Creative solutions to HIT training challenges

Healthcare CIOs--like their peers in other industries--are taking some creative steps to deal with a shortage of IT workers who are well-versed in new and evolving technologies, such as cloud computing, wireless networking and big data analytics, according to a Computerworld article.

For example, Cook Children's Health Care System in Texas has doubled its IT staff over the last few years to deal, not only with its rapid expansion, but also with increasing demands, including regulatory issues and privacy and security pressures.

The organization has created a "pod" training program that groups three IT employees with different skills, CIO Theresa Meadows told Computerworld.

Meadows places experienced employees, mid-term workers and new hires on a team in order to gain confidence in existing and new skills, she said.

"On the Citrix team, there was one Citrix admin who was really our only skilled administrator who is now training the other two," she said. "The other two are training him on the newer skills just coming into our organization."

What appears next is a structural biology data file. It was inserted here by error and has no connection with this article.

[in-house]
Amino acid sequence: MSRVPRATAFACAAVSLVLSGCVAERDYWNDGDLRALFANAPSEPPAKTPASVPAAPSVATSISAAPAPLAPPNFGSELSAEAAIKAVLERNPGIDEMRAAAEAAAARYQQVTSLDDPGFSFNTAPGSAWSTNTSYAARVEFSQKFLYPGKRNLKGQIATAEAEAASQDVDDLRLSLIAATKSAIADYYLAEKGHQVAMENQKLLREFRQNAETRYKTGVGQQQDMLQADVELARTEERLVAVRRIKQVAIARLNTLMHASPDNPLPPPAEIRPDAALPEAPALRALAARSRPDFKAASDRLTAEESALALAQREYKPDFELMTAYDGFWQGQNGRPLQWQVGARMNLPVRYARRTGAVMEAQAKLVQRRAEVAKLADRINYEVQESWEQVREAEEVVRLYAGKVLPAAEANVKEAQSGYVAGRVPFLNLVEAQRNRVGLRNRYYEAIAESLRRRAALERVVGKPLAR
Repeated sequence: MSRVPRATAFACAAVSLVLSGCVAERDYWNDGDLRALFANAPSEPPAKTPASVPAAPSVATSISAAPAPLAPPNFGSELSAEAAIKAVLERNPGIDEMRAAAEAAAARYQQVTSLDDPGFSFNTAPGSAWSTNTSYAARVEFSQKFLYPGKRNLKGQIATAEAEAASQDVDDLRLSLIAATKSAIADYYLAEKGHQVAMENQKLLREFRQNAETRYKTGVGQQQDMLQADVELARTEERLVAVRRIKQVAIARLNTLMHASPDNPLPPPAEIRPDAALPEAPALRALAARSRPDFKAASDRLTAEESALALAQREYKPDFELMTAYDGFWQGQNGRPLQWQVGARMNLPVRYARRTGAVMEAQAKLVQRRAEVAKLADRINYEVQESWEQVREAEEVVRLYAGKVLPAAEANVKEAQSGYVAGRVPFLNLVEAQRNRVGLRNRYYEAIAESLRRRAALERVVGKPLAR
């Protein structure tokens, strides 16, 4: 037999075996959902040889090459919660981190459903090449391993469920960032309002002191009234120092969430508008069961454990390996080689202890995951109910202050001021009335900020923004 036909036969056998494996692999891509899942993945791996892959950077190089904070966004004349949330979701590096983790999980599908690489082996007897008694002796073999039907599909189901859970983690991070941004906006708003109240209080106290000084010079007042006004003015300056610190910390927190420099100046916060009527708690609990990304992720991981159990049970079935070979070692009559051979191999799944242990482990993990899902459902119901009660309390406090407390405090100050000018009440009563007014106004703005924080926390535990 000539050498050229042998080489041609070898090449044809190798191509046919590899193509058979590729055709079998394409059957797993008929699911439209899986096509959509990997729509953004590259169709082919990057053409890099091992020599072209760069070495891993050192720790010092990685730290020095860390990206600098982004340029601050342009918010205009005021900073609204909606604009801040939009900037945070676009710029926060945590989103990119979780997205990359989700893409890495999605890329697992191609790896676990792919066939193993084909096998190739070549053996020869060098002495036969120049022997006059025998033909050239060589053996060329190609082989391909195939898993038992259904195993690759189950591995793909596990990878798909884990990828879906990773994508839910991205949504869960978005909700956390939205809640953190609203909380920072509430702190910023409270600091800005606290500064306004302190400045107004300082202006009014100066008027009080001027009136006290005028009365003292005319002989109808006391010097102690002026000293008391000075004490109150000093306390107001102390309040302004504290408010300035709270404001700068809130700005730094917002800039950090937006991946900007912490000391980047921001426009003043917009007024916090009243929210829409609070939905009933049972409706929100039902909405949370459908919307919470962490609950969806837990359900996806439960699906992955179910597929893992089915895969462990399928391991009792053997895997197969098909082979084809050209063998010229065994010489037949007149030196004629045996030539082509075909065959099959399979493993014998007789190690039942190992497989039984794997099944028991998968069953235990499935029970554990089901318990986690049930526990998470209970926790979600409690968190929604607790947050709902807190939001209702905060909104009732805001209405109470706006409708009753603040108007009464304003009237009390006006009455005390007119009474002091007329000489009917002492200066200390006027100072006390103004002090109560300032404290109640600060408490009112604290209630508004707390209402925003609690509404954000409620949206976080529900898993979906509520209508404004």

The pod training concept is particularly useful for employees who have received technical training but don't have hands-on experience.

Other tactics outlined in the article include embedding IT workers in business departments to help educate them on the relationship between IT and business and rotating staff into new job roles for six-month periods to aid cross-training.

Earlier this week, a study of seven Veterans Affairs hospitals found that staff training was one of five top factors in the success of IT project implementation.

"A successful HIT implementation requires substantial dedication of resources, particularly personnel resources," the authors of the study, published in the American Journal of Managed Care, wrote. "Healthcare leaders must expect that there will be setbacks during an HIT implementation, and must push through these setbacks thoughtfully and deliberately."

To learn more:
- read the Computerworld article
- here's the American Journal of Managed Care study

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